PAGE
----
One of the interesting things about vegetables and fruits is that they’re still alive when you’re storing them. In fact, unless you cook them, they’re still alive when you eat them. Raw food vegans had better be quite comfortable with their life choices knowing the sheer number of living beings that they consume just to live. I’m not judging, I merely mention because it’s just occurred to me.
The problem with the plants being alive is that they continue doing whatever it is that they would normally do under the circumstances. In some cases this means turning sugars into starches, in others starches to sugars. Colors may fade, cells might degrade. Life goes on.
Bananas for example are all well and good as a fresh fruit, but while they’re green, they’re tasteless, and only as the continue to age do they turn starches into sugars. Leave them out for to too many days and they become brown and generally unappealing. Of course when they get brown and mushy bananas are perfect for banana bread.
Sometimes you’ll slow down the living processes by reducing the molecular activity by slowing down all of the molecules. Though this sounds complex, I’m really just talking about putting something in the refrigerator or freezer. After all, temperature is just the average speed of molecules in any given substance, so to slow down chemical processes, you make it colder.
Freezing is much more effective at slowing the processes than cooling, but that doesn’t make it a good idea in all cases. After all, freezing will create ice crystals in the cells, and as they expend it will rip through the membranes and cell walls of your plant which will cause the cells to leak upon thawing. This is fine in some cases but not in others, so use caution with the freezing. A general rule is that if you don’t see it in the freezer aisle it probably doesn’t freeze well.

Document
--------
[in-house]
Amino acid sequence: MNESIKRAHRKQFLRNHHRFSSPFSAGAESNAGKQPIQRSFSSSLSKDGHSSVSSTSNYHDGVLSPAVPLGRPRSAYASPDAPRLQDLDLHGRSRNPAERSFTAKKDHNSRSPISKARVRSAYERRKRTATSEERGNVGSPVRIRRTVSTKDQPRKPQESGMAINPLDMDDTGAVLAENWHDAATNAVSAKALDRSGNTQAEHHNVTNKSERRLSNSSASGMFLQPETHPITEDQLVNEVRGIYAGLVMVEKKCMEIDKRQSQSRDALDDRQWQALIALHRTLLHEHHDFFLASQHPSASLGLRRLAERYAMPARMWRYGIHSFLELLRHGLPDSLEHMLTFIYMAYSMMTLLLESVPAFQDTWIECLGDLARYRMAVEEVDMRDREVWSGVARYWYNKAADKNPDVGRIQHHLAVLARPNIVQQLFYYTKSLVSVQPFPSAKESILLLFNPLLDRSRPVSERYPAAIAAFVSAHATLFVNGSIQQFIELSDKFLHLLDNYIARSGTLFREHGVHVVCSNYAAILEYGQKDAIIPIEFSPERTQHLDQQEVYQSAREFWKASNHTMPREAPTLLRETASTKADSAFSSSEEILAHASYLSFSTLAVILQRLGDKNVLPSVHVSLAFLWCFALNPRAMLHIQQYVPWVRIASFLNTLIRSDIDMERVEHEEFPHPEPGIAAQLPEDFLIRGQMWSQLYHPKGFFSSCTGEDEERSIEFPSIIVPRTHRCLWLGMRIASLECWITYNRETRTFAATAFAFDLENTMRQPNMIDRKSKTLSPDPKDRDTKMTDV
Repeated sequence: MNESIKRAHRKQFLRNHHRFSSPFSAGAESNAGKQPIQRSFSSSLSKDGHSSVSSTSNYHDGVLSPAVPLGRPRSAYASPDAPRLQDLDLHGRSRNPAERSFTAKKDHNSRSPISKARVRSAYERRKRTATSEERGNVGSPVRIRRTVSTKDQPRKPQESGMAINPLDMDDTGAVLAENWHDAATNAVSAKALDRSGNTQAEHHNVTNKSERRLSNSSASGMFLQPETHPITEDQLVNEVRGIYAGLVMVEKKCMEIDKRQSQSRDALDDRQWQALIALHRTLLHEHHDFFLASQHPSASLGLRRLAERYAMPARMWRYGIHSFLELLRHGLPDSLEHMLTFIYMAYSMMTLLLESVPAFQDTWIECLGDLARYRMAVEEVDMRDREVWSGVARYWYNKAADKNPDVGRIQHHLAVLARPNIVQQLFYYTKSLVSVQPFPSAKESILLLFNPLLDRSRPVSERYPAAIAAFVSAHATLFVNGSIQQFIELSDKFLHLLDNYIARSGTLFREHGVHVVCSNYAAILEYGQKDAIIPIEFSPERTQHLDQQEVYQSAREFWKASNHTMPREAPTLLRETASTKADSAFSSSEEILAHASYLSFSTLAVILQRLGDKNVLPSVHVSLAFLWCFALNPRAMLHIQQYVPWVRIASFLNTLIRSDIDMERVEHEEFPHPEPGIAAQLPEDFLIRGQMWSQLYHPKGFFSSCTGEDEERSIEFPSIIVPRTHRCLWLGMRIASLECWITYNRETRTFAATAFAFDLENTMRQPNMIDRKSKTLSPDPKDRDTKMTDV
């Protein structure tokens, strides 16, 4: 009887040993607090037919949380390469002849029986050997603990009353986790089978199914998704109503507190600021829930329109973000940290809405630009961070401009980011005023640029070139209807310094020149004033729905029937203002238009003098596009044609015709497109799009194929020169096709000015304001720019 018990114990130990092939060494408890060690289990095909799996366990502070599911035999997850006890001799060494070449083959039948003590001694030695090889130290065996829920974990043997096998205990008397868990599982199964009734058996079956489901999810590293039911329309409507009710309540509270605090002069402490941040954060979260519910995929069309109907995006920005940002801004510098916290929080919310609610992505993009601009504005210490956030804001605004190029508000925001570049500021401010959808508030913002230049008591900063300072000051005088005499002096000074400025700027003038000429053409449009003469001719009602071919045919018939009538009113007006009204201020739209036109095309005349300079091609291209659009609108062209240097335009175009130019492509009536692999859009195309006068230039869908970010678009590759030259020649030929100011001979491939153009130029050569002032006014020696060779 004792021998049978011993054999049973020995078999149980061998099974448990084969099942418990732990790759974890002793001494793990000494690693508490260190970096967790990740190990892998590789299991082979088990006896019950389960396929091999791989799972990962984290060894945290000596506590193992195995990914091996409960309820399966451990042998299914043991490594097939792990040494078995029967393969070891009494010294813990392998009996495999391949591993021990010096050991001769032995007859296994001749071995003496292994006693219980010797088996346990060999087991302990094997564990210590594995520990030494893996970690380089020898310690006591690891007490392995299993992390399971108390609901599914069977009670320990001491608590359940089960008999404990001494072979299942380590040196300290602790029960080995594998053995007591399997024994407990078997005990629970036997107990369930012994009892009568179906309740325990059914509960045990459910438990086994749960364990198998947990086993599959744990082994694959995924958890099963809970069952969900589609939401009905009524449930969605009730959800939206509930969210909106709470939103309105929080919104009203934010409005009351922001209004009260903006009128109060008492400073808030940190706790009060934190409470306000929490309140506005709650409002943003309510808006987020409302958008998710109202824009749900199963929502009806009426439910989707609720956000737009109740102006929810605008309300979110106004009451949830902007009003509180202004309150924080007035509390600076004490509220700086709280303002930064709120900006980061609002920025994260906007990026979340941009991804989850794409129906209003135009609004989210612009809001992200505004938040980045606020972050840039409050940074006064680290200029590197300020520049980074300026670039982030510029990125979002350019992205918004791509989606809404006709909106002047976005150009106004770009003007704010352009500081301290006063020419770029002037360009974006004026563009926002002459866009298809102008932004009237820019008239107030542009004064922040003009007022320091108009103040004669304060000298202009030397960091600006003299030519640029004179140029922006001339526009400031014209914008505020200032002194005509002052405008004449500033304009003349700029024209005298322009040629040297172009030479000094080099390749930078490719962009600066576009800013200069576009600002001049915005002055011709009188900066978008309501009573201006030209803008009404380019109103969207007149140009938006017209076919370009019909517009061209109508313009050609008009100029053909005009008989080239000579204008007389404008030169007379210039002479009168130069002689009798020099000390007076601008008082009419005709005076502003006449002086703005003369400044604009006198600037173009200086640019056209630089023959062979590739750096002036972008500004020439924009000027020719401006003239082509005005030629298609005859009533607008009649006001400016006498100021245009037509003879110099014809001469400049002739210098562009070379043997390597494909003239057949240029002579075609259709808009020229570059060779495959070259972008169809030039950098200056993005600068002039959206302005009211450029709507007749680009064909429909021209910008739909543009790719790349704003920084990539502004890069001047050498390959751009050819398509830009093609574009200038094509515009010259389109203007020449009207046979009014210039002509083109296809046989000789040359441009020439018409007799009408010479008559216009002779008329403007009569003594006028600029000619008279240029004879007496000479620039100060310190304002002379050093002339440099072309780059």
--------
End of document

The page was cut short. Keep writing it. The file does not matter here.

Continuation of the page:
Another useful rule is for whether to refrigerate a fruit or vegetable. The the plant in question lives in through cold weather. If it’s a tropical plant,it would be happier on the counter because the plants are still alive.
There are times when you really want to stop whatever’s going on within the plant, and that usually means halting enzymatic actions. Enzymes are proteins that facilitate chemical reactions and are one of the lower-level functions of a living system. If you can stop the enzymes from doing their thing, then you can stop the aging process. They way to do that is with heat.
Of course, heating food is one way to cook it and there are all sorts of other chemical processes that go on when you cook food. You might just want to stop the enzymatic stuff without seriously damaging the fresh taste or texture of a food. At this point, you’re looking at a blanch.
Blanching is cooking something for a brief amount of time and then halting the cooking process quickly. Traditionally, this is done by briefly putting it into boiling water then transferring the food to cold water. If you’re French, it would be ice water, but room temperature water will do just about as well. You only need to change the temperature quickly, you don’t need to freeze the food, and water’s heat transfer ability will work nearly as well at room temperature as it will at the freezing point.
If you’re cooking a green vegetable, you may also take advantage of the blanching process to reduce the acidity a bit with some baking soda into the boiling water. This will brighten up your greens. If it’s a purplish vegetable you do not want to do this unless you want your vegetable to turn bright green. You could enhance the reddish-purple color by adding some acid.
Another trick for blanching is to allow the use certain tropical fruits in gelatin dishes. Papaya, mango, and pineapple all have enzymes that break down certain connective tissues in meat. Because gelatin is based on a connective tissue, collagen, the enzymes in those fruits will break down the gelatin, thus taking what should be a nice mould and turning it into a sweet, sticky puddle with some fruit at the bottom.
As we know that blanching will stop enzymatic processes. Blanching the fruits before putting them into the gelatin.stops enzyme actions which can cause loss of flavor, color and texture.